Russian president Vladimir Putin yesterday hinted that Moscow could lift its embargo on food imports from Greece, which has been hurt by the ban and is embroiled in crucial talks with its European creditors.
Mr Putin made his televised remarks at a meeting with visiting Greek prime minister Alexis Tsipras in the Kremlin.
Greece, dependent on international bailouts worth €240 billion since 2010, will run out of funds within weeks unless it reaches a deal with its creditors for a new instalment.
Mr Tsipras received a warm welcome in Moscow, which has seen its ties with the EU strained over Russia’s actions in Ukraine.
Before his arrival, Mr Tsipras described the sanctions imposed by the EU and US on Russia in the wake of its annexation of the Crimea as “a road to nowhere”.
European Parliament president Martin Schulz said Mr Tsipras should not break with the EU line on sanctions.
“Greece demands and gets a lot of solidarity from the EU. We can therefore also ask for solidarity from Greece and for this solidarity not to be ended unilaterally by pulling out of joint measures,” he said.
Mr Tsipras said he aimed to “restart relations for the good of both our people”.
Russia is not in a position to solve Greece’s economic issues however, said Constantinos Filis from the Institute of International Relations.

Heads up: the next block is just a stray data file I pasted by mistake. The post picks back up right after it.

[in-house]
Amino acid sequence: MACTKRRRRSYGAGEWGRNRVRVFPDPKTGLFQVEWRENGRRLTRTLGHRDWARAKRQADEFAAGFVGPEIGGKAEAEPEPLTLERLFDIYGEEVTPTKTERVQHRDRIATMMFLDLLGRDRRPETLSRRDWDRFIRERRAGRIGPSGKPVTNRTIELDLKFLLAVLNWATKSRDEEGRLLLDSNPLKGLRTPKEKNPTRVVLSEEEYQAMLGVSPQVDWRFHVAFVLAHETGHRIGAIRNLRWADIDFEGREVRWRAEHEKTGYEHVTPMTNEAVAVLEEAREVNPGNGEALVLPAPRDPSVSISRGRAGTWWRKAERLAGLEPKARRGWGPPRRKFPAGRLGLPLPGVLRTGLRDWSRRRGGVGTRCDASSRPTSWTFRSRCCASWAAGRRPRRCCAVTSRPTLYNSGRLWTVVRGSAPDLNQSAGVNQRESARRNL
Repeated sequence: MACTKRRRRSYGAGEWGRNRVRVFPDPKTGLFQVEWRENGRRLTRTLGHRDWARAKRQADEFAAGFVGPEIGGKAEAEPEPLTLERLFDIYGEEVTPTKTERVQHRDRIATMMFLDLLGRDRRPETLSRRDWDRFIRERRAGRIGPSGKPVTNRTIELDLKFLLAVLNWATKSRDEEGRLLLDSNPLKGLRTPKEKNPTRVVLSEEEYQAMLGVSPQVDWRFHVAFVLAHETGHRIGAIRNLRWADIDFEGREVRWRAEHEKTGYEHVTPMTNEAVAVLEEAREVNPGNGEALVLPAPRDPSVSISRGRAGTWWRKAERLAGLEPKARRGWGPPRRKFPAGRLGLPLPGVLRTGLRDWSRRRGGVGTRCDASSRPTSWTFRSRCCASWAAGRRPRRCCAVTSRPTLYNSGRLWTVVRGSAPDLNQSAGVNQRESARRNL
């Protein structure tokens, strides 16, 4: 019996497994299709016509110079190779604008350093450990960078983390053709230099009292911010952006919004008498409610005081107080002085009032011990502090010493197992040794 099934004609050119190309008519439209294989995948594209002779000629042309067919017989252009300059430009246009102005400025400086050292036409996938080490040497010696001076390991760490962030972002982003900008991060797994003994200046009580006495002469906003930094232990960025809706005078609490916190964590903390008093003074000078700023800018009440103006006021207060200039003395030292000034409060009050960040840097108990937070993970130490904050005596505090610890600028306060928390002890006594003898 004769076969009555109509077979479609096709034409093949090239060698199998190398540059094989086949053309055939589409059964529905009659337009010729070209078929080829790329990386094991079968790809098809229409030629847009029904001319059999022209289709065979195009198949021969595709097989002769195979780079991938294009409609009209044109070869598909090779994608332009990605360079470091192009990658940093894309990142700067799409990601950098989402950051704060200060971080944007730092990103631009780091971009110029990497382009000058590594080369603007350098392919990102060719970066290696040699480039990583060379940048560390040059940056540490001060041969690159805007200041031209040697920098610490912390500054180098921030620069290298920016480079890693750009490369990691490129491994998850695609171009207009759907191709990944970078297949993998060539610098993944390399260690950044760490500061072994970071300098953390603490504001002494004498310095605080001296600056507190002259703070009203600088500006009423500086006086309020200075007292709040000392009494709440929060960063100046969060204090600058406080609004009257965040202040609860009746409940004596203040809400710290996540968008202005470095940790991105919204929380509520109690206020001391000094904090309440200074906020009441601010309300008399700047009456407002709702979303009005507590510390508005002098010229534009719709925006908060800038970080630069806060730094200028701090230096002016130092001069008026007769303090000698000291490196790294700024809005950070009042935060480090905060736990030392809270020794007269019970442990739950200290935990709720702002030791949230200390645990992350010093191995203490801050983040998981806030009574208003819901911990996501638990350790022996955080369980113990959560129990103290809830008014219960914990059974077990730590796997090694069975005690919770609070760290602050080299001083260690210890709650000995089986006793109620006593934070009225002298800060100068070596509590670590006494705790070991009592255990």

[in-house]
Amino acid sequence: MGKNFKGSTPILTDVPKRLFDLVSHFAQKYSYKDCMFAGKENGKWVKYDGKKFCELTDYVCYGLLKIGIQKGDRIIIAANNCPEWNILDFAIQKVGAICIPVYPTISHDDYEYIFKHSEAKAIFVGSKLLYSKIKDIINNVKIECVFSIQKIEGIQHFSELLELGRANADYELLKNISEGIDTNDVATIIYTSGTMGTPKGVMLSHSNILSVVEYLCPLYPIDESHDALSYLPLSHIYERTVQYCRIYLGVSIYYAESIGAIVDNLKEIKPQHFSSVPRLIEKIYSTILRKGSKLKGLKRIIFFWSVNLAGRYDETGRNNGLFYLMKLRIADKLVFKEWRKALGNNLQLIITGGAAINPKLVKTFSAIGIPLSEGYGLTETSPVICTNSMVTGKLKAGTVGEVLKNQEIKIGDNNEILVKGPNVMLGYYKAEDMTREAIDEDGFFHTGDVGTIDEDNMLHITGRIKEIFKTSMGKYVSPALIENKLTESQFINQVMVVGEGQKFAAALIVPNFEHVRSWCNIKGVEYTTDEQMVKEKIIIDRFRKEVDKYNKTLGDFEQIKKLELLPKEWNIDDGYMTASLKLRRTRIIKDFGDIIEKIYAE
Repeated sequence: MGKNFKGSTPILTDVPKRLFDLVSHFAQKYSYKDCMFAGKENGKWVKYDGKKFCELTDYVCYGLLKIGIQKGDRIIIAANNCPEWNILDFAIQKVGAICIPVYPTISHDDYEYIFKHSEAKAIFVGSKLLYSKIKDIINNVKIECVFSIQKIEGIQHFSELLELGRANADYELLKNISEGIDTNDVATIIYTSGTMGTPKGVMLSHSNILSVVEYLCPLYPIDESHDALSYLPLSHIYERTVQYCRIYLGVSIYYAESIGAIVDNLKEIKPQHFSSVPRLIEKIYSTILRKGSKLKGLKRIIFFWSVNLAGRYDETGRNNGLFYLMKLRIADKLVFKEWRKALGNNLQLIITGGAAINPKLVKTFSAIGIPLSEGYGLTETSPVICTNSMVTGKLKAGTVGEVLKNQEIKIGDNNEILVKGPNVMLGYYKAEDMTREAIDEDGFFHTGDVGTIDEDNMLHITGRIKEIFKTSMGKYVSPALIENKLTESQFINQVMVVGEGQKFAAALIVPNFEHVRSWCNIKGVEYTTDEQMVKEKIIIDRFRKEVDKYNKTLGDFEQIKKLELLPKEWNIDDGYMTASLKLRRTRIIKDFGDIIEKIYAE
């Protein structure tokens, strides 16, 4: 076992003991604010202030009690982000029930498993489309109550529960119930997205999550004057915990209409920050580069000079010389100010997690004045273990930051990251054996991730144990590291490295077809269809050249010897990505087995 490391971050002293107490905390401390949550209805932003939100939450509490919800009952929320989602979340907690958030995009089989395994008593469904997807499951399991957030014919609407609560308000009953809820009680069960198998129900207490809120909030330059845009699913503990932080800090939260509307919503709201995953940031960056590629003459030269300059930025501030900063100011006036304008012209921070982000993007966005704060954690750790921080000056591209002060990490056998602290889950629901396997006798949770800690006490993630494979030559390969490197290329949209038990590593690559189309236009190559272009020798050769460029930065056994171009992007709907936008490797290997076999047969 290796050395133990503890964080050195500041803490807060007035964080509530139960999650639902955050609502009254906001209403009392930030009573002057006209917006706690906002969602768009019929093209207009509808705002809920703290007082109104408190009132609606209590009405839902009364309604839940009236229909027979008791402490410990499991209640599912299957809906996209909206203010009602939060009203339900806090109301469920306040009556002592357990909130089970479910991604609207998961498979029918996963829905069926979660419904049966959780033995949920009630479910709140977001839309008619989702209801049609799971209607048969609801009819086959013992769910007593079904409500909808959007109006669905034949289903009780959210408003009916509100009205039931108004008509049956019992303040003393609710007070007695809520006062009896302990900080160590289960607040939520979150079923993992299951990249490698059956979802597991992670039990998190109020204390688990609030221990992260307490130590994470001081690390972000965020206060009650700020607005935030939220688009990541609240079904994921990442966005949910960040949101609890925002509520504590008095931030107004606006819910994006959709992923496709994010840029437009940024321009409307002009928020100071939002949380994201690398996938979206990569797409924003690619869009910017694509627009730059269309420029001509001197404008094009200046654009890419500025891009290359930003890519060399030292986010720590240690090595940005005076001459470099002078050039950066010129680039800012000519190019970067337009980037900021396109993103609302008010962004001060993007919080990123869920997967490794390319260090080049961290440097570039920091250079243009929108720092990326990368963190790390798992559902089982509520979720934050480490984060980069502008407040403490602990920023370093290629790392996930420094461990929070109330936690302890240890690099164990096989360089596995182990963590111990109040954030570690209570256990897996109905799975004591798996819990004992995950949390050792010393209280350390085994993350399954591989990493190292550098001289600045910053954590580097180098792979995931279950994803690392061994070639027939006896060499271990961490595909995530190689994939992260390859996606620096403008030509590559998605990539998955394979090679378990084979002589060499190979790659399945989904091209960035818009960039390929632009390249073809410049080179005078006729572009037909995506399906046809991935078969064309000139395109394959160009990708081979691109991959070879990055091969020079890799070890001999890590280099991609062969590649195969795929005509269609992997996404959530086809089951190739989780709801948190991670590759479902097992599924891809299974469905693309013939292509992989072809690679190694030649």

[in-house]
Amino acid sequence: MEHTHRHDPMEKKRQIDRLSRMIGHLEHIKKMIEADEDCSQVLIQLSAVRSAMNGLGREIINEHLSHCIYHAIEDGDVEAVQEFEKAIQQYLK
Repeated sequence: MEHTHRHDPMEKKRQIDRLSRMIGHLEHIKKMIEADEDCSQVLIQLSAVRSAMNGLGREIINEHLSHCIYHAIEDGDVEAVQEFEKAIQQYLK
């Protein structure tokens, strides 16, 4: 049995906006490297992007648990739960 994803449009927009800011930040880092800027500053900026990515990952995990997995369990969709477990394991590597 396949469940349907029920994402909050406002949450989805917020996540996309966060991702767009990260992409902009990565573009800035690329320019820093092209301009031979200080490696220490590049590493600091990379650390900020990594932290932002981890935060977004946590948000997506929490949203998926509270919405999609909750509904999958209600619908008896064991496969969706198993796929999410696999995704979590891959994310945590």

Mr Tsipras’ visit has been regarded as either an attempt to use his relationship with Russia as a potential bargaining chip or simply an effort to enhance ties with a traditional ally.
In retaliation against Western sanctions, Russia last year banned selected food imports including vegetables and cheese from the European Union, which has hit Greek imports particularly hard.
Mr Putin told a beaming Mr Tsipras at the start of their talks yesterday that his visit is “very timely” and it gives them a chance “to analyse what we could both do” to restore bilateral trade between Russia and Greece, which dropped 40 percent on the ban.
Greek officials have previously pointed to Russia as a possible alternative source of financial assistance to alleviate the country’s ongoing debt crisis.
But analysts say Russia’s economic woes mean any help for Greece would be limited.
Greek exports to Russia were €357 million last year, down 12 per cent from a year earlier.
Mr Putin also dwelled on the significance of Mr Tsipras’ visit ahead of the Orthodox Easter, saying that, above all, Russia and Greece have “common spiritual roots” as predominantly Orthodox Christian nations.
His words did not catch Kremlin officials off guard.
Economic development minister Alexei Ulyukayev said the government had drafted proposals “related to the embargo” that will be discussed at his meeting with Russian prime minister Dmitry Medvedev today.
A deal could restore millions in profits Greek farmers used to make on the Russian markets.
The new Greek government, a coalition of the radical left and nationalist right, was elected in January on promises to repeal the austerity measures imposed as a condition of the bailout.
Mr Tsipras, who will be meeting senior Russian officials today, has been cultivating the impression Athens might see Moscow as a potential means of pressure in its current negotiations.
Greece has not received bailout funds since August last year, with the EU and IMF unhappy with the pace of Greek reforms.